Mary Feagan: And I don’t have a pet right now, but if I get a cat, her name might be Mercy and then, I could just hear myself saying that all the time, “Mercy, come here.”.

Powerful Eric: I used to have two cats, one was Bruce, the other one was Lee. I’m obviously a big Bruce Lee fan so, I love naming the cat a cool name like that, Mercy.

Mary Feagan: Okay, can I go back to the self love for a minute?

Powerful Eric: Yeah.

Mary Feagan: Thanks. Okay. I had kept a journal, that is so important, I kept a journal and some of that became poems, because that’s where I was writing, but– So, I would just sort of have mercy on myself and say, when I accommodated, when I was hard on myself, anyway, my writing to myself helped a lot, I just want to get that in  there.

Powerful Eric: Yeah, and I totally agree, I’ve been keeping a journal for years. They’re absolutely invaluable.

Mary Feagan: Yep. Okay.

Powerful Eric: Mary, you were married twice and divorced twice. What did you learn from your divorces and did your exes have addictions or anything like that?

Mary Feagan: First husband was seven years younger than I, although I’d just been out of the condiment a few years and so, my emotional age might have been right in line with his or even younger, who knows? And he had been to Vietnam as a photographer, artist, so, he was an artist. And I think we both had post traumatic stress so, I wouldn’t say he was addicted, but I think both of us had troubles; had healing to do. And I accommodated, I pretty much did what he wanted to do, “You want to move to Virginia?”, “Yeah. Okay.”. So, I kind of thought love was doing what the other person wanted, and I have a poem called accommodation.

Powerful Eric: Yeah, please.

Mary Feagan: Accommodation. I accommodated again; I gave my power away with a smile. I know a lot about how to do that. I also do know a lot about being alone. I’m just learning reciprocity. Just learning, I listen to you and you listen to me. I love that kind of togetherness. I hate accommodation, it’s a nasty stinky, farty word. It’s almost got the word commode in it; it smells like one. I accommodate when I’m in a trance, a childhood trance then I play nicey nice, “Yes, sir. Of course, sir.”, like a poor, tired, all night waitress, or a candy ass, teacher’s pet child. When I wake up from the trance, I cry, then I’m free to be my funny, fresh self again, but wiser.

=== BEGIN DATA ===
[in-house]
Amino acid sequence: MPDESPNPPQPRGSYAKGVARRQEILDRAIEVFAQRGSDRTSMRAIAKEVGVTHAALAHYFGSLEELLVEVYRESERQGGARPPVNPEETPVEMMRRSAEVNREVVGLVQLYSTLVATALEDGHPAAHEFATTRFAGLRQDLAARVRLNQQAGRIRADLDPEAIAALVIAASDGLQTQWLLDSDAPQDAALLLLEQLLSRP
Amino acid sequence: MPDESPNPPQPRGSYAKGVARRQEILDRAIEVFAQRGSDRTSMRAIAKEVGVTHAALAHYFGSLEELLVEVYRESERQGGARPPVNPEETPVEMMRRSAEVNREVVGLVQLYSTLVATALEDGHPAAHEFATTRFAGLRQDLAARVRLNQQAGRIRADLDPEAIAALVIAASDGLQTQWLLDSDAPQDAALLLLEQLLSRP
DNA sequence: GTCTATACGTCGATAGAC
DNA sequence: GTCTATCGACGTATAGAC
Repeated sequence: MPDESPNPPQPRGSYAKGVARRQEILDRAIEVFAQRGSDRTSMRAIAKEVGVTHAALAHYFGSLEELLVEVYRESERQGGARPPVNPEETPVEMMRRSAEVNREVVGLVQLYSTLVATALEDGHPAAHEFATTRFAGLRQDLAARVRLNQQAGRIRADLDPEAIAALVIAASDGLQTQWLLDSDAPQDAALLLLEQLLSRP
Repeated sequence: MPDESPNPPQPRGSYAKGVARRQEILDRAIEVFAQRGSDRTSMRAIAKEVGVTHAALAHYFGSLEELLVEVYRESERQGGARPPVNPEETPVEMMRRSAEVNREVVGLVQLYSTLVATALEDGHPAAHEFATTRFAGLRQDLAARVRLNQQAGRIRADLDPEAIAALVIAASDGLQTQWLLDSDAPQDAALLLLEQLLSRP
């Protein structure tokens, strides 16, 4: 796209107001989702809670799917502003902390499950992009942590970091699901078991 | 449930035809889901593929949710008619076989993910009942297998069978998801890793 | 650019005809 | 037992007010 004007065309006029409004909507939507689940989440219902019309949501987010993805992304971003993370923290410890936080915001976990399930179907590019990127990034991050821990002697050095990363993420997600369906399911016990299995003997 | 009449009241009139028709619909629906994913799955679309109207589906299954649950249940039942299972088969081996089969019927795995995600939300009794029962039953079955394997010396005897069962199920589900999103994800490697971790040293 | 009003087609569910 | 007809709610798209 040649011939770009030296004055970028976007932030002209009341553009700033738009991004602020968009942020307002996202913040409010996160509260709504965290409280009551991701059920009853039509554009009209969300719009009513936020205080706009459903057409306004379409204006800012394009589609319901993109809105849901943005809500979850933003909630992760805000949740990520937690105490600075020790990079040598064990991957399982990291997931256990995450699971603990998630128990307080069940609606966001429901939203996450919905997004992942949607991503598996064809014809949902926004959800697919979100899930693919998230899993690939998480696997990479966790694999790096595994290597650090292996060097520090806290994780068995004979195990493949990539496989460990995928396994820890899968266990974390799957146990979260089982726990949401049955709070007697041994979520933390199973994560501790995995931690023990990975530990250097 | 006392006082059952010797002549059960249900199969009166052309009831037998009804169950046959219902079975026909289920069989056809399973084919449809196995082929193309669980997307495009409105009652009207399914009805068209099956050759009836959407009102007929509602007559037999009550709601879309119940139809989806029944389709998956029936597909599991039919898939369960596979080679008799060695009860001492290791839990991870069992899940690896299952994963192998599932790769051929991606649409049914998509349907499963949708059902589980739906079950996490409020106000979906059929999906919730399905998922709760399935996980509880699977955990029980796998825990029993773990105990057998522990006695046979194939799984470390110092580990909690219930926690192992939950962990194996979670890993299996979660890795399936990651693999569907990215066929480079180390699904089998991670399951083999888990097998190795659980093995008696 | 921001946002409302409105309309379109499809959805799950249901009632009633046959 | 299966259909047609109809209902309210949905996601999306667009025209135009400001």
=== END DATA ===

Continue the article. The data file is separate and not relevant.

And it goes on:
Powerful Eric: What do you say in the very beginning there about giving away your power?

Mary Feagan: With a smile, I give my power away with a smile.

Powerful Eric: Yeah. And see, that’s one of the things that I am trying to impart on this show is for people to embrace their power, that may have felt powerless. Because for 20 years, well over 20 years, I gave away my power and said I was powerless and here we are on Porn Talk with Powerful Eric.

Mary Feagan: I love it.

Powerful Eric: Thank you. And you know, that’s one response that I get from a lot of people that know me, they’re like, “Oh, wow, that’s really cool. I like that.”. Go ahead.

Mary Feagan: The great mystery, which I used to call God, but I’m avoiding that word God because it– having a sword. Okay, the great mystery, when it makes– a pear tree, anything, it wants it to bloom full. Yeah, and I think about– I mean, there are so many examples we could say but an acorn. If an acorn could talk, it would say, “I can’t be that. How could I be an oak tree?”, and the great force, the great source of everything says, “You just wait.”.

Powerful Eric:  Yeah, there’s a tree called the General Sherman tree, it’s one of the largest trees in the world and it started from just a tiny, little acorn, and somebody listening to the show right now may feel just like a tiny, little acorn, they may feel inadequate, but with the right amount of sunshine and watering and time can become a General Sherman.